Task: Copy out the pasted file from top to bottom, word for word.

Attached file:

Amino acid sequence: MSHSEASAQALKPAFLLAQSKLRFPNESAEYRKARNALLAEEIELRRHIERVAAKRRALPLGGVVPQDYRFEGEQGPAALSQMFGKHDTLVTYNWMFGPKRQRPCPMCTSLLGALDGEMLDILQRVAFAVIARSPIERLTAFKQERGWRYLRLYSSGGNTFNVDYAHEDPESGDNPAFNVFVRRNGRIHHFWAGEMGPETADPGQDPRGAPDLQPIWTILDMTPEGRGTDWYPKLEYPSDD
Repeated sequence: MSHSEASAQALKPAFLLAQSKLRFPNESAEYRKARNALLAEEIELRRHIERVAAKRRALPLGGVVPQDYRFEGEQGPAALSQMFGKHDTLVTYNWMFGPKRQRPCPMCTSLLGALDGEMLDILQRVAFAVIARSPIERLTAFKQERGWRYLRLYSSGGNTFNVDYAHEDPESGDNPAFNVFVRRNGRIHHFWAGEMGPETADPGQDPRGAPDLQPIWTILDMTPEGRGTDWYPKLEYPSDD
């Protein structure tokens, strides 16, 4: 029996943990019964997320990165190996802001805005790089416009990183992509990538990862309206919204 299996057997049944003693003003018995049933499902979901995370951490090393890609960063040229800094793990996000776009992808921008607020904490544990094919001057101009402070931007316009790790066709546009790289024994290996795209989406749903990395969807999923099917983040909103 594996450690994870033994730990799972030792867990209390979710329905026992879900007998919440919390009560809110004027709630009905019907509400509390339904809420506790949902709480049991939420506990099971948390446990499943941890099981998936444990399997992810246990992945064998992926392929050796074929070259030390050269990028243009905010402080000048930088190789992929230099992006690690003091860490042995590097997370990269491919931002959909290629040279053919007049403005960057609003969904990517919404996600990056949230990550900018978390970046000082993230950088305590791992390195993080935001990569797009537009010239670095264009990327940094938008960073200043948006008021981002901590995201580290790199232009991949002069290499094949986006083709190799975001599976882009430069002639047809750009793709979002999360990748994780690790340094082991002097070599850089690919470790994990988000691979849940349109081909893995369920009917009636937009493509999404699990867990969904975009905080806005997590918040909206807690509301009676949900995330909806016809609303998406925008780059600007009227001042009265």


Amino acid sequence: MSHSEASAQALKPAFLLAQSKLRFPNESAEYRKARNALLAEEIELRRHIERVAAKRRALPLGGVVPQDYRFEGEQGPAALSQMFGKHDTLVTYNWMFGPKRQRPCPMCTSLLGALDGEMLDILQRVAFAVIARSPIERLTAFKQERGWRYLRLYSSGGNTFNVDYAHEDPESGDNPAFNVFVRRNGRIHHFWAGEMGPETADPGQDPRGAPDLQPIWTILDMTPEGRGTDWYPKLEYPSDD
Repeated sequence: MSHSEASAQALKPAFLLAQSKLRFPNESAEYRKARNALLAEEIELRRHIERVAAKRRALPLGGVVPQDYRFEGEQGPAALSQMFGKHDTLVTYNWMFGPKRQRPCPMCTSLLGALDGEMLDILQRVAFAVIARSPIERLTAFKQERGWRYLRLYSSGGNTFNVDYAHEDPESGDNPAFNVFVRRNGRIHHFWAGEMGPETADPGQDPRGAPDLQPIWTILDMTPEGRGTDWYPKLEYPSDD
């Protein structure tokens, strides 16, 4: 029996943990019964997320990165190996802001805005790089416009990183992509990538990862309206919204 299996057997049944003693003003018995049933499902979901995370951490090393890609960063040229800094793990996000776009992808921008607020904490544990094919001057101009402070931007316009790790066709546009790289024994290996795209989406749903990395969807999923099917983040909103 594996450690994870033994730990799972030792867990209390979710329905026992879900007998919440919390009560809110004027709630009905019907509400509390339904809420506790949902709480049991939420506990099971948390446990499943941890099981998936444990399997992810246990992945064998992926392929050796074929070259030390050269990028243009905010402080000048930088190789992929230099992006690690003091860490042995590097997370990269491919931002959909290629040279053919007049403005960057609003969904990517919404996600990056949230990550900018978390970046000082993230950088305590791992390195993080935001990569797009537009010239670095264009990327940094938008960073200043948006008021981002901590995201580290790199232009991949002069290499094949986006083709190799975001599976882009430069002639047809750009793709979002999360990748994780690790340094082991002097070599850089690919470790994990988000691979849940349109081909893995369920009917009636937009493509999404699990867990969904975009905080806005997590918040909206807690509301009676949900995330909806016809609303998406925008780059600007009227001042009265």